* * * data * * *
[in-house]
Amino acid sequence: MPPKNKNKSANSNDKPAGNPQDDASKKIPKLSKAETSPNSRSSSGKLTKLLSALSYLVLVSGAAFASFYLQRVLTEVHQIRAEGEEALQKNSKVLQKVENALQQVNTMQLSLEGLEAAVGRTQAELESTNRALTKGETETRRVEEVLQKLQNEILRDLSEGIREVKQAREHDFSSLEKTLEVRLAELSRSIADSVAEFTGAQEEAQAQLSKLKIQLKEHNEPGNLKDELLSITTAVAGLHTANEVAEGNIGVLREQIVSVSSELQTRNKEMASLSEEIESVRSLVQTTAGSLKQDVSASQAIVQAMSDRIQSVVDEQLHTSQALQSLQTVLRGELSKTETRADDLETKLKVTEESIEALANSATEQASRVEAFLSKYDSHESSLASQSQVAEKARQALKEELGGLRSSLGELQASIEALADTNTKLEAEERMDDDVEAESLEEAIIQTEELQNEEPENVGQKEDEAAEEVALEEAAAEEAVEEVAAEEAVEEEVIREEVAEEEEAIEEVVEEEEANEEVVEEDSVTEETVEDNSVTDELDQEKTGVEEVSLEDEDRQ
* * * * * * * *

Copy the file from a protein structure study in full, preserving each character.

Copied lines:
[in-house]
Amino acid sequence: MPPKNKNKSANSNDKPAGNPQDDASKKIPKLSKAETSPNSRSSSGKLTKLLSALSYLVLVSGAAFASFYLQRVLTEVHQIRAEGEEALQKNSKVLQKVENALQQVNTMQLSLEGLEAAVGRTQAELESTNRALTKGETETRRVEEVLQKLQNEILRDLSEGIREVKQAREHDFSSLEKTLEVRLAELSRSIADSVAEFTGAQEEAQAQLSKLKIQLKEHNEPGNLKDELLSITTAVAGLHTANEVAEGNIGVLREQIVSVSSELQTRNKEMASLSEEIESVRSLVQTTAGSLKQDVSASQAIVQAMSDRIQSVVDEQLHTSQALQSLQTVLRGELSKTETRADDLETKLKVTEESIEALANSATEQASRVEAFLSKYDSHESSLASQSQVAEKARQALKEELGGLRSSLGELQASIEALADTNTKLEAEERMDDDVEAESLEEAIIQTEELQNEEPENVGQKEDEAAEEVALEEAAAEEAVEEVAAEEAVEEEVIREEVAEEEEAIEEVVEEEEANEEVVEEDSVTEETVEDNSVTDELDQEKTGVEEVSLEDEDRQ